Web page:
Saturday, October 07, 2006

Cutting through the Fog

I spent most of this week rather out-of-it. Staying up too late trying to get to sleep, rushing about preparing for class jolted to attention by several cups of coffee or extra-strong powdered green tea. I marked and handed back my first batch of papers in what seemed a daze. I did finally manage to see a doctor about this cold my students gave me along with their essays on Death, the medieval Church, and regurgitation. Which resulted in my being even more mentally unmoored in the latter end of the week due to the side effects of the drugs he prescribed, some of which I refused to take.

But through all the fog, I must have done something right because what I think was a tremendous thing happened in my upper level Renaissance class.

I've been calling it "Reading, Writing, and Poetry in Renaissance England." It's a (insert adj, noun here: "delicious romp"? "satisfying schlep"?) through Elizabethan poetry paying special attention to the materiality of the text. This means not only looking at facsimiles and copies of original editions, but paying attention to the way poets write about writing. (It's very meta). And printing. And book-making. And reading. And how their poems will be read in years to come. And whether or not they will survive, due to the instability of all the aforementioned practices.

Anyway, I've tried to get my students to really look at these Renaissance texts, to understand the many hands that shaped them, and to try to conceive of what Renaissance readers might have experienced.

And I think maybe I am actually getting through to them. Because one of them sliced through my foggy stupor on Thursday.

Every student has to do a short presentation on the reading for class. On Thursday we had one presentation on Spenser's Faerie Queene.

And my student, my undergraduate student, all on her own, prepared for her presentation in the following way: She decided to wander up to the Rare Books Room in the library, talk to the librarian, and convince her to come to class with the 1609 Folio edition of the text, so that the class could look through the books and more fully comprehend the factors at play in this particular material text (which is heavily ornamented and lavishly portrayed). As the books were passed around, students began to notice more and more. They asked intelligent questions. They handled the books with reverence. They each had something to say, something entirely original based on their individual experiences with this particular printing of this particular edition.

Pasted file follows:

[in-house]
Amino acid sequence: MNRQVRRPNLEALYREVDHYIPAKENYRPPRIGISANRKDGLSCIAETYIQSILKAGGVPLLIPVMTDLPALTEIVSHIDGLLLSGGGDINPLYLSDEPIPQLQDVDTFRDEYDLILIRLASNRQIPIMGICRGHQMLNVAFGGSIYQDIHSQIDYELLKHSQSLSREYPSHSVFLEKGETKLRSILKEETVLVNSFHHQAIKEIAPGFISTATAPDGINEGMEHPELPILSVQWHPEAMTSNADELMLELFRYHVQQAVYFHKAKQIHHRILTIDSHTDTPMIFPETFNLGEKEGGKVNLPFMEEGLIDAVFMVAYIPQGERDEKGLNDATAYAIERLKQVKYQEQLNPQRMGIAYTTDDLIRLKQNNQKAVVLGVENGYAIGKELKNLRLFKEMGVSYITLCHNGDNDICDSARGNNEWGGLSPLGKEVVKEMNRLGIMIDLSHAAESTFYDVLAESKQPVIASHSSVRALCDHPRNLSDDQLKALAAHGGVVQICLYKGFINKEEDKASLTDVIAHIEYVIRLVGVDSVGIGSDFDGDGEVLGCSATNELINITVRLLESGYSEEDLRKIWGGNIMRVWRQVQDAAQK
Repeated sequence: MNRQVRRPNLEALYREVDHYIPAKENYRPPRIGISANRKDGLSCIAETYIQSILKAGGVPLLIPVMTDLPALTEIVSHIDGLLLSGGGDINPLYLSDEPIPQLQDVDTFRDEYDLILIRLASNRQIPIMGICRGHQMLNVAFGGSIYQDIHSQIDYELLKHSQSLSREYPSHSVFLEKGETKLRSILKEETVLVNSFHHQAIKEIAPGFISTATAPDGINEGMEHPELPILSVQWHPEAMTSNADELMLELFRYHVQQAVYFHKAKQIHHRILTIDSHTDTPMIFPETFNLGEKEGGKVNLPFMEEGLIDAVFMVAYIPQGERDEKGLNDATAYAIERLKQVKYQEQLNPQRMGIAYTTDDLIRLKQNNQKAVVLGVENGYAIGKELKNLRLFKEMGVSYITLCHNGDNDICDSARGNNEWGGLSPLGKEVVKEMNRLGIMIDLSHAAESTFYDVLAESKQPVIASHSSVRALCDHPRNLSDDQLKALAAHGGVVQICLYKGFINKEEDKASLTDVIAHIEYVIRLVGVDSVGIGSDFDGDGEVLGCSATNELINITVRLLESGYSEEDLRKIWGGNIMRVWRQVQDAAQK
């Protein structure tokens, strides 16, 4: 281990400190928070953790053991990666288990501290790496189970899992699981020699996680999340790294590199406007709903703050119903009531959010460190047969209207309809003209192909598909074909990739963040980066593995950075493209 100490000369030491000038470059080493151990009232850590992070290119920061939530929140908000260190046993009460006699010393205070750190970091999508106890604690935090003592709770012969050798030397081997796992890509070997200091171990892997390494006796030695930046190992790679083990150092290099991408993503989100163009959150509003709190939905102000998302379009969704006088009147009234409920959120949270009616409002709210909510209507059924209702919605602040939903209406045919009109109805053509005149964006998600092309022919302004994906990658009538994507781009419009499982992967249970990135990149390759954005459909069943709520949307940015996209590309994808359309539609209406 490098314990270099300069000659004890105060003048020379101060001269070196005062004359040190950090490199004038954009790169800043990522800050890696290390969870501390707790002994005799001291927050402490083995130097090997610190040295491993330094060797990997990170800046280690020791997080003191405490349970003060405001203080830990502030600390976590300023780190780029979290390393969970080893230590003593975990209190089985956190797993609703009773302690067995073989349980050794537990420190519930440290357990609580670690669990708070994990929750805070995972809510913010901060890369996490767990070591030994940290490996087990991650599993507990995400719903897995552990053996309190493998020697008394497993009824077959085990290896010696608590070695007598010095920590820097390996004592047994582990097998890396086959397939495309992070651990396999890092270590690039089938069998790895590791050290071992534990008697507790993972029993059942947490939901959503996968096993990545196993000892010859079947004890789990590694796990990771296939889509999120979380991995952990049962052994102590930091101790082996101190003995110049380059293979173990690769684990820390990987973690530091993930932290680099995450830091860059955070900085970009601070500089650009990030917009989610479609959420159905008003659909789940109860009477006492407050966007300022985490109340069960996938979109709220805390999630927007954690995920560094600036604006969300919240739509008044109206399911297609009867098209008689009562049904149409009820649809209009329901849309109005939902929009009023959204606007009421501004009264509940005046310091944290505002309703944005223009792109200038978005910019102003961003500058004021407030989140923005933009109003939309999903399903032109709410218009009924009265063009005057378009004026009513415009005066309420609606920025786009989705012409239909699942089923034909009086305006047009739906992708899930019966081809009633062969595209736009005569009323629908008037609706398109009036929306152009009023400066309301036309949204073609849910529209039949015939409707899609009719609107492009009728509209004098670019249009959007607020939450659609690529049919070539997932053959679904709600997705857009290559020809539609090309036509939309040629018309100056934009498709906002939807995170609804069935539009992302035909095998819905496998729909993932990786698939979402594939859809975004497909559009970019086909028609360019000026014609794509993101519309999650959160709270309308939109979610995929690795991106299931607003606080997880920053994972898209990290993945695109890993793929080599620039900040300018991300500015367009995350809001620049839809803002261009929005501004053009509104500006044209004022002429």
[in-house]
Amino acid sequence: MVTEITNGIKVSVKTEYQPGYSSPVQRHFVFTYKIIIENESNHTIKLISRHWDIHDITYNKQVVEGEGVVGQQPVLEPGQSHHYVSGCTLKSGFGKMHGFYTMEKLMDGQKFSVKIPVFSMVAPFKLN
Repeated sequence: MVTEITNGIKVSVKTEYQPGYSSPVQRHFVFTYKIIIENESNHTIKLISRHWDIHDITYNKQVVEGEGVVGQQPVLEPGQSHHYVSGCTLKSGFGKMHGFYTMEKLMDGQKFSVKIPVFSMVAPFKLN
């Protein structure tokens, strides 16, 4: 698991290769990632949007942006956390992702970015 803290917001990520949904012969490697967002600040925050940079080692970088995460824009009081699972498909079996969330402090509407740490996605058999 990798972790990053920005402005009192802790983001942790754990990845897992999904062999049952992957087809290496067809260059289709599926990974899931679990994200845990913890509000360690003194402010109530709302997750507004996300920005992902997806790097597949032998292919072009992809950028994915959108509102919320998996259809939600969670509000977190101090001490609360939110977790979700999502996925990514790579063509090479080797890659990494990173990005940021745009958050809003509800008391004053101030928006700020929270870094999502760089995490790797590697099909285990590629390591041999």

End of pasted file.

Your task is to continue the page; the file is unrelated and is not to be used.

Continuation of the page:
I keep telling them to check out the Rare Books Room, to use the Early English Books database. I keep bringing in facsimiles to class. But our visit to the Special Collections is slated for later in the year, when we look at emblem books (though the library is small, they do have some nice old books including 16th century editions of Alciato and Horapollo).

My student did this all on her own.

It totally made my day.


Jonathan said...

"along with their essays on Death, the medieval Church, and regurgitation"

That would snap me right out of it.

muse said...

Ah yes, the regurgitation essays. Mostly about taking in my words in class and spitting them out in a mess. But I think there was one paper about decomposition and resurrection in the Danse Macabre that kinda did both.

Diogenes Teufelsdröckh said...

In my Renaissance Readin' Writin' & 'Rithmetic class, it makes my day when they shower and spit out their gum.